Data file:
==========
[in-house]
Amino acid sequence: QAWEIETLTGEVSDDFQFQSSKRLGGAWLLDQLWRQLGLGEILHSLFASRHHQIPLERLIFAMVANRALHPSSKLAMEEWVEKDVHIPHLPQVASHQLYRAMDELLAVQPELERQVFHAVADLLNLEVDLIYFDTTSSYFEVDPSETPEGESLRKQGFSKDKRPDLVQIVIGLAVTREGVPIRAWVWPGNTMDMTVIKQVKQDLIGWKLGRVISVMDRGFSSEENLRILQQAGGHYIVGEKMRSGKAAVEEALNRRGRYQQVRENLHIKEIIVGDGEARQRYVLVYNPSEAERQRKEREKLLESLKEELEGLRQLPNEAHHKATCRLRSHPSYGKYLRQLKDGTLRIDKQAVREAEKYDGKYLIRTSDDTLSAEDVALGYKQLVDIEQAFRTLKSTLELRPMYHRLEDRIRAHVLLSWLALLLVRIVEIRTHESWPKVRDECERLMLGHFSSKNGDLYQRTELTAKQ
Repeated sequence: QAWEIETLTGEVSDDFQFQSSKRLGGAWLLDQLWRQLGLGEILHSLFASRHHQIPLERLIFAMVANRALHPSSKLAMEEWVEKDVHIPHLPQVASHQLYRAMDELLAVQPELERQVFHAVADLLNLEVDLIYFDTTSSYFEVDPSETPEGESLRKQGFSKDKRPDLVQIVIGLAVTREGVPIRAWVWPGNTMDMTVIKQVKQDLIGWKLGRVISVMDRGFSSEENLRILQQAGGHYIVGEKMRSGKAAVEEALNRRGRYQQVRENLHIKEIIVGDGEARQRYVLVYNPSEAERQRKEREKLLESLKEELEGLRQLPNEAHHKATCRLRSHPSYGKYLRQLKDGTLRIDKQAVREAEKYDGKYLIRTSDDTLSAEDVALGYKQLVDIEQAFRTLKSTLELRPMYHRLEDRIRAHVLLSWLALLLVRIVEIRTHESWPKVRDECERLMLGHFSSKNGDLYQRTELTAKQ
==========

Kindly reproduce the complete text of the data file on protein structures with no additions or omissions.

[in-house]
Amino acid sequence: QAWEIETLTGEVSDDFQFQSSKRLGGAWLLDQLWRQLGLGEILHSLFASRHHQIPLERLIFAMVANRALHPSSKLAMEEWVEKDVHIPHLPQVASHQLYRAMDELLAVQPELERQVFHAVADLLNLEVDLIYFDTTSSYFEVDPSETPEGESLRKQGFSKDKRPDLVQIVIGLAVTREGVPIRAWVWPGNTMDMTVIKQVKQDLIGWKLGRVISVMDRGFSSEENLRILQQAGGHYIVGEKMRSGKAAVEEALNRRGRYQQVRENLHIKEIIVGDGEARQRYVLVYNPSEAERQRKEREKLLESLKEELEGLRQLPNEAHHKATCRLRSHPSYGKYLRQLKDGTLRIDKQAVREAEKYDGKYLIRTSDDTLSAEDVALGYKQLVDIEQAFRTLKSTLELRPMYHRLEDRIRAHVLLSWLALLLVRIVEIRTHESWPKVRDECERLMLGHFSSKNGDLYQRTELTAKQ
Repeated sequence: QAWEIETLTGEVSDDFQFQSSKRLGGAWLLDQLWRQLGLGEILHSLFASRHHQIPLERLIFAMVANRALHPSSKLAMEEWVEKDVHIPHLPQVASHQLYRAMDELLAVQPELERQVFHAVADLLNLEVDLIYFDTTSSYFEVDPSETPEGESLRKQGFSKDKRPDLVQIVIGLAVTREGVPIRAWVWPGNTMDMTVIKQVKQDLIGWKLGRVISVMDRGFSSEENLRILQQAGGHYIVGEKMRSGKAAVEEALNRRGRYQQVRENLHIKEIIVGDGEARQRYVLVYNPSEAERQRKEREKLLESLKEELEGLRQLPNEAHHKATCRLRSHPSYGKYLRQLKDGTLRIDKQAVREAEKYDGKYLIRTSDDTLSAEDVALGYKQLVDIEQAFRTLKSTLELRPMYHRLEDRIRAHVLLSWLALLLVRIVEIRTHESWPKVRDECERLMLGHFSSKNGDLYQRTELTAKQ